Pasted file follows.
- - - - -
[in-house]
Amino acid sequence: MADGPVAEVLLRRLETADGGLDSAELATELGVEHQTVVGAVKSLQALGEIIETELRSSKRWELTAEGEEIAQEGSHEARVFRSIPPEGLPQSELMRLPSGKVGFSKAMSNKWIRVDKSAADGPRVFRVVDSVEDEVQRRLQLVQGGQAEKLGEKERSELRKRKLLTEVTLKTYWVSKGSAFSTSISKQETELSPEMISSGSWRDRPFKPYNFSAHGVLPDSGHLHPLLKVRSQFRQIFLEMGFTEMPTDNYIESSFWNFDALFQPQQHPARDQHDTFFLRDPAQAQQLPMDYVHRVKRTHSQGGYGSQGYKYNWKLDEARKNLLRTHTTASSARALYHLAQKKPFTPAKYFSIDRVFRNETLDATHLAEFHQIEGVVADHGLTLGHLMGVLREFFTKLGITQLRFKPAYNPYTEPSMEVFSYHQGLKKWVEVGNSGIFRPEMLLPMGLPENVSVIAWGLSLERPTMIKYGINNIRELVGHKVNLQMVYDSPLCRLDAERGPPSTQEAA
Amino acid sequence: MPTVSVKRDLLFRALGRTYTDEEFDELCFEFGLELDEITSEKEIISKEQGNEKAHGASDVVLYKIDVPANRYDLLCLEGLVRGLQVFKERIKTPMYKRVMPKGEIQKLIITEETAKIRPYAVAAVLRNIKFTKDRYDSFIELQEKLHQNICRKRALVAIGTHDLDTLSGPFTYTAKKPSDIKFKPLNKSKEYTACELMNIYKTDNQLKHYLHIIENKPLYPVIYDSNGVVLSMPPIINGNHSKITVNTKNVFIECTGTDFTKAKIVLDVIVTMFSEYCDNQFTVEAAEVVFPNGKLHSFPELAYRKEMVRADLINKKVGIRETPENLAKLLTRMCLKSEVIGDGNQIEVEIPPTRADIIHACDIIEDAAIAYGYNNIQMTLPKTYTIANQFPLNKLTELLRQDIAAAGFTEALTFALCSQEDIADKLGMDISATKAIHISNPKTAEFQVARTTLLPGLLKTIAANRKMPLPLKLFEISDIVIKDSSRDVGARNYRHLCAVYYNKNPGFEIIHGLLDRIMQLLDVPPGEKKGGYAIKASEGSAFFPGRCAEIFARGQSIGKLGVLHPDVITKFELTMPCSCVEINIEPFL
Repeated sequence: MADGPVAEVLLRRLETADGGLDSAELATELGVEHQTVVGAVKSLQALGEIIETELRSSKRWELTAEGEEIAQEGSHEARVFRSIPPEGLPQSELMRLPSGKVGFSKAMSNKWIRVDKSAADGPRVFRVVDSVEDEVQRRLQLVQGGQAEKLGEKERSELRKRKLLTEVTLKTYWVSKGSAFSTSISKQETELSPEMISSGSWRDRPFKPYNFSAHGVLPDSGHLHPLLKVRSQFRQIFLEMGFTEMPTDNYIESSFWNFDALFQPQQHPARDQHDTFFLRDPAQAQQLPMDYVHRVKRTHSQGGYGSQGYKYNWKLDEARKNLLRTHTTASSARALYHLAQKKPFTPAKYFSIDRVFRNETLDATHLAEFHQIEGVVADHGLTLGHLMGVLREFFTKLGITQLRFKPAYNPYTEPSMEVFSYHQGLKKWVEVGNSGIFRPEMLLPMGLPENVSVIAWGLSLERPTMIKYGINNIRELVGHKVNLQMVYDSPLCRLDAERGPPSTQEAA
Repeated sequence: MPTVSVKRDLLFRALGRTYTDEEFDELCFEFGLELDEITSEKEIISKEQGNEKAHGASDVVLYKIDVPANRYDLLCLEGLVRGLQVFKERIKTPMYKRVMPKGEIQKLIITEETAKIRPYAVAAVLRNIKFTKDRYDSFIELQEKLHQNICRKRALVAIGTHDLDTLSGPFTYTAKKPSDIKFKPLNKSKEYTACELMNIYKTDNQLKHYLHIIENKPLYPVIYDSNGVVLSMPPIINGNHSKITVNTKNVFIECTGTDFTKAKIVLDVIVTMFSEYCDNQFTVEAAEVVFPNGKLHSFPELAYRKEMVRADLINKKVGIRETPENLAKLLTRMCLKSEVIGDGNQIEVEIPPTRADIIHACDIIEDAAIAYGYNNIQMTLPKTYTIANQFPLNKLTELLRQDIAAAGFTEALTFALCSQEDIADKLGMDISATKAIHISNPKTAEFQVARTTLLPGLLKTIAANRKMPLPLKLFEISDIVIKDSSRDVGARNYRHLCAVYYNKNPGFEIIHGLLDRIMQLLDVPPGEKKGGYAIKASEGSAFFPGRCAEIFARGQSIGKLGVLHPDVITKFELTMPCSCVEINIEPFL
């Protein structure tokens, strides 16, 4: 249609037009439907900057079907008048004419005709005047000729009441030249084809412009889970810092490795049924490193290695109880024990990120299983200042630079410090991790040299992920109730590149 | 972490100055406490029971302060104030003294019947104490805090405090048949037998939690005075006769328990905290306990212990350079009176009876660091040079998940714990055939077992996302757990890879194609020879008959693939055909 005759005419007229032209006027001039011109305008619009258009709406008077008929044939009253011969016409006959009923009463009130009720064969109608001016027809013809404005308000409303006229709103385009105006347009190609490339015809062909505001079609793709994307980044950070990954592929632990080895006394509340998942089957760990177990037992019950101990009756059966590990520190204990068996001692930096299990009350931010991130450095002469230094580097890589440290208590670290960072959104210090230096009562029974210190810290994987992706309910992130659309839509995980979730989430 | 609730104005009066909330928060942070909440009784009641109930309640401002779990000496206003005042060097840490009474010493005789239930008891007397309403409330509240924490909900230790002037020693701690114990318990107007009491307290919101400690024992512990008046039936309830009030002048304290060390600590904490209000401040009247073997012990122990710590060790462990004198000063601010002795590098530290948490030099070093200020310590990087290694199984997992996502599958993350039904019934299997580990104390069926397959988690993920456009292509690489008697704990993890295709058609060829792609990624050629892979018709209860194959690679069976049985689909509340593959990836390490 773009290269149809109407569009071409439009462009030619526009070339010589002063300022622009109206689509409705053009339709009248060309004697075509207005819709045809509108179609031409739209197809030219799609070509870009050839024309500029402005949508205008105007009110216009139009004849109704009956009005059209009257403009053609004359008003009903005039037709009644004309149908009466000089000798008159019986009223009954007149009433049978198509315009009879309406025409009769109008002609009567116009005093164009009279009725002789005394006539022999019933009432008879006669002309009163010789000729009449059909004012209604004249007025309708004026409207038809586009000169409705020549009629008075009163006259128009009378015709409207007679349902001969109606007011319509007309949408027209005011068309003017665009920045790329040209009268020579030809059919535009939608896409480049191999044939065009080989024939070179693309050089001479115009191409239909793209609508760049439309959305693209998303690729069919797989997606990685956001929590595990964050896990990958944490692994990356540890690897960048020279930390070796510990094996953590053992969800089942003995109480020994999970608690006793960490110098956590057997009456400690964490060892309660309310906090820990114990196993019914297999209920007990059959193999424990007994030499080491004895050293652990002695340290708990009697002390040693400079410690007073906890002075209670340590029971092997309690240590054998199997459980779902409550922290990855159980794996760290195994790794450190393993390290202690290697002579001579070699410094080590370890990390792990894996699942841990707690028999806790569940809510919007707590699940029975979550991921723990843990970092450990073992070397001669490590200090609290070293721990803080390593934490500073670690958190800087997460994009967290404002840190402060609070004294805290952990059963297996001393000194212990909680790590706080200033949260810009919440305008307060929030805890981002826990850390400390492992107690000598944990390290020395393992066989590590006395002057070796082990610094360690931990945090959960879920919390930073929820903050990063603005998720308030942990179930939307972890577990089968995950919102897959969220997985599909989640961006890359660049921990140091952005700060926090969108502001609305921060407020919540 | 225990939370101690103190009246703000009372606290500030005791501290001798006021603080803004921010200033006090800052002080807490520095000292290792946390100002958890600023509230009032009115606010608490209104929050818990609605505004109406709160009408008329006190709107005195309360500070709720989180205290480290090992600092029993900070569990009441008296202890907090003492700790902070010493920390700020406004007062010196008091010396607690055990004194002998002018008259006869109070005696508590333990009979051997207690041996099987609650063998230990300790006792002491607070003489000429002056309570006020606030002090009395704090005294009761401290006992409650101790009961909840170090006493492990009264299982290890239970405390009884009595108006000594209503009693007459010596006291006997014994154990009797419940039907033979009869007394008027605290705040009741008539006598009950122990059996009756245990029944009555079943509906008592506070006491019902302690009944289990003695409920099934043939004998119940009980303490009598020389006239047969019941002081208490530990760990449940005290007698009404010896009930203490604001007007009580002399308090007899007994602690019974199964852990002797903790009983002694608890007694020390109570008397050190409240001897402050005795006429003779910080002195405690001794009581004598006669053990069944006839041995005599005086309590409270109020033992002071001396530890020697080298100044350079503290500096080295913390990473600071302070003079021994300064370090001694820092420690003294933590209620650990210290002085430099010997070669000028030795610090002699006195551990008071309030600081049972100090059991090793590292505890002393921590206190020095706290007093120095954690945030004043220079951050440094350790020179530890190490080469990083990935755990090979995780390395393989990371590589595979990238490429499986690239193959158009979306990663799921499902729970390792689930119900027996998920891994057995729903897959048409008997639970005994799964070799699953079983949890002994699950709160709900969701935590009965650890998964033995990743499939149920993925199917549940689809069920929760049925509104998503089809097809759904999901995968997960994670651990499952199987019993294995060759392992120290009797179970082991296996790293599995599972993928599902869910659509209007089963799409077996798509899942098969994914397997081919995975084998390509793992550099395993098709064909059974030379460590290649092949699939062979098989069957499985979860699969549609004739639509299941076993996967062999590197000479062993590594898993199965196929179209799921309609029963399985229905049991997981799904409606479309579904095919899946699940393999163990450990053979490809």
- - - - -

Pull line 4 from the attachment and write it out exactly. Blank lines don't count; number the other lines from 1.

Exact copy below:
Repeated sequence: MADGPVAEVLLRRLETADGGLDSAELATELGVEHQTVVGAVKSLQALGEIIETELRSSKRWELTAEGEEIAQEGSHEARVFRSIPPEGLPQSELMRLPSGKVGFSKAMSNKWIRVDKSAADGPRVFRVVDSVEDEVQRRLQLVQGGQAEKLGEKERSELRKRKLLTEVTLKTYWVSKGSAFSTSISKQETELSPEMISSGSWRDRPFKPYNFSAHGVLPDSGHLHPLLKVRSQFRQIFLEMGFTEMPTDNYIESSFWNFDALFQPQQHPARDQHDTFFLRDPAQAQQLPMDYVHRVKRTHSQGGYGSQGYKYNWKLDEARKNLLRTHTTASSARALYHLAQKKPFTPAKYFSIDRVFRNETLDATHLAEFHQIEGVVADHGLTLGHLMGVLREFFTKLGITQLRFKPAYNPYTEPSMEVFSYHQGLKKWVEVGNSGIFRPEMLLPMGLPENVSVIAWGLSLERPTMIKYGINNIRELVGHKVNLQMVYDSPLCRLDAERGPPSTQEAA